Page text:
When I was asked to test the Wosports W600 Rangefinder, my first question may have been the same as yours.
Maybe I’ve been living under a rock, but I had no who they were or what they made.
Turns out, Wosports makes all kinds of “outdoorsy” type of equipment, from different hunting and golf rangefinders to trail cameras to fish finders.
But since I don’t hunt or fish, the only thing that really matters to me is if the W600 golf rangefinder is any good.
As I mentioned before, I had never heard of Wosports until I was asked to review their product. Which meant, going into the review, I had no idea what the quality, performance, and, most importantly (to some), the cost was of the W600. Which is actually how I prefer to test these types of products. Because, let’s be honest, sometimes the price of something can have an influence on expectations.
In fact, if I had my way, I’d also have logos stripped from products prior to testing. But I digress…
At any rate, to the golf course!
First, the W600 comes packaged as most rangefinders do these days. Carry case with a latch-hook, a battery, cleaning cloth, lanyard, and a quick-start users guide.
After popping the battery in and hitting the power button, it also looks and feels like most rangefinders. It has a power button and mode button, a rubberized grip, a comfortable viewfinder that allows you to adjust the focus, and the ability to toggle between meters or yards.
Then it starts to separate itself a bit from some of the others.
The rangefinder comes with four modes, three golf-related modes, and a fourth that I can’t quite figure out how, where, or why it’s there.
The first three, in order, are “range”, in which you can basically hit random targets and get distances from each as you move the rangefinder, mode two is “pin-seeker”, which is meant to be used to “lock on” the flag stick and provide the distance, and “pin-seeker with slope”, which acts just as mode two, but the adjusts the distance based on elevation between you and the flag.
Modes two and three have the additional feature of what is technically called “haptic feedback”. In other words, the rangefinder vibrates when it locks onto the target.
For what it’s worth, my last two rangefinders have had this feature and I don’t know how I ever lived without it. Knowing you’ve locked in the distance to a pin with a quick vibration provides me with an odd level of satisfaction and confidence.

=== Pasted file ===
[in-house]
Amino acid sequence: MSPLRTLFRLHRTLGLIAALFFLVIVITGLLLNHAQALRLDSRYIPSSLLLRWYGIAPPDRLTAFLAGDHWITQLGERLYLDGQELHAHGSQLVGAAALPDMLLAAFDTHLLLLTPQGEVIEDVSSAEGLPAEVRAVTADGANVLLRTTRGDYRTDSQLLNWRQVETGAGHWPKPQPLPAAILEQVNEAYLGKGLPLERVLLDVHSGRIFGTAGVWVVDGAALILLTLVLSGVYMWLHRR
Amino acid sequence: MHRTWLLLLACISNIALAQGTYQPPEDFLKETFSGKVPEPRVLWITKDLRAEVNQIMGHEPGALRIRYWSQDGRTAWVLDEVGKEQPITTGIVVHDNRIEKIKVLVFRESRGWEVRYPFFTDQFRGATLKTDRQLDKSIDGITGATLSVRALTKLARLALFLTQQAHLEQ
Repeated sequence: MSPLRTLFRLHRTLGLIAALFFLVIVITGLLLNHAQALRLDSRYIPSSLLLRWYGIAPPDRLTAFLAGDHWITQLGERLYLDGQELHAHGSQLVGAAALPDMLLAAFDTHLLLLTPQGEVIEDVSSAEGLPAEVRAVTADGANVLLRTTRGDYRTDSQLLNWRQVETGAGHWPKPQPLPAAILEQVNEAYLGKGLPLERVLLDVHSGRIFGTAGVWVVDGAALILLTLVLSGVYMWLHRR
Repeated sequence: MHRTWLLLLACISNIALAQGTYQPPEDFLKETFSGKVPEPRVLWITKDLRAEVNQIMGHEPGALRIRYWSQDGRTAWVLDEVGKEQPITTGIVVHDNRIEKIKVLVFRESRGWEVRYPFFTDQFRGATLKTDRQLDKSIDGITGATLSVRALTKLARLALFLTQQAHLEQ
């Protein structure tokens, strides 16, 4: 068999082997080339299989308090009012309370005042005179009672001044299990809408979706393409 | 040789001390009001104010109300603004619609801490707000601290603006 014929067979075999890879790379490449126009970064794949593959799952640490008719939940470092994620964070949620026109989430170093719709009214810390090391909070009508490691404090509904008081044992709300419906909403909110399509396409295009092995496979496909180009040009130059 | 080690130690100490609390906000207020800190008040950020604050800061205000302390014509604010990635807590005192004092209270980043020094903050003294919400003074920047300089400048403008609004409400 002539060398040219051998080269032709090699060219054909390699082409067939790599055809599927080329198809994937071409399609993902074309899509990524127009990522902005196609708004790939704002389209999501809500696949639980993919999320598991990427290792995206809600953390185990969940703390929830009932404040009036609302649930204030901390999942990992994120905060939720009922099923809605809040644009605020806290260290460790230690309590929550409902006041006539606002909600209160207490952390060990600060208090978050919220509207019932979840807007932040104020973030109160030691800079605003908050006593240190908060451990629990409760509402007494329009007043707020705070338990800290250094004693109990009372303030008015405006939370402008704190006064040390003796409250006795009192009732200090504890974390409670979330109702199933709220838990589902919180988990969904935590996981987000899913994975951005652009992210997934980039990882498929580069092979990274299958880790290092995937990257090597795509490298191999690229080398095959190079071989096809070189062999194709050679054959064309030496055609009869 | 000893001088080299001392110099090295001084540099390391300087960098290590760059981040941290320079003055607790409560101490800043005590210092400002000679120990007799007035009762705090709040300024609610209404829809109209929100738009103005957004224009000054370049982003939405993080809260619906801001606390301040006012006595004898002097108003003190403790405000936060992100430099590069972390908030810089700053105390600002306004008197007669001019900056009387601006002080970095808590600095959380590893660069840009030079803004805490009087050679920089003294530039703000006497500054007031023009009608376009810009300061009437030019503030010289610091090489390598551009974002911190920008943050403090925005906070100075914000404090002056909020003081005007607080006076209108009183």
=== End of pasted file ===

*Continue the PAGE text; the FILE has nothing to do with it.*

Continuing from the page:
Now, the fourth mode. The fourth mode measures movement in kilometers per hour.
I know. Weird.
I have no idea why it’s included in a golf rangefinder, but it is. I guess you could measure the speed of your golf cart if you wanted. But it’s in kilometers per hour so you’d have to convert it to miles per hour and just forget it.
Although, at some point, I will bet you my friends and I will be re-creating the scene from The Office where they were measuring their speed using one of those side-of-the-road radar signs.
At any rate, I have no idea why the mode exists, but it does. It also doesn’t really come into play since I’m always in slope mode and you never have to cycle through modes.
Which leads me to the next feature of the W600, the automatic shut-off. It’s a little thing, but it’s so nice to not have to think about as you begin preparing for the shot. Basically, you can pull the rangefinder out, get your distance, and put it back. Done. There’s no “oh man I forgot to turn it off” situations.
Overall, this is a nice rangefinder. It’s feature-rich, allows you to turn slope on and off, which I know is important for you tournament players, and feels durable and sturdy.
But there’s one more major feature of the Wosports W600. It’s a steal. Like, you can get it for about $110.
As I mentioned at the start, I had no idea what this particular rangefinder was going for. After testing, I honestly would have put it in the $200 to $250 range. It’s not a Nikon or a Bushnell, obviously. But that isn’t to say it isn’t a quality product.
And for just over $100, and other models actually below that, the W600 is definitely worth a look.
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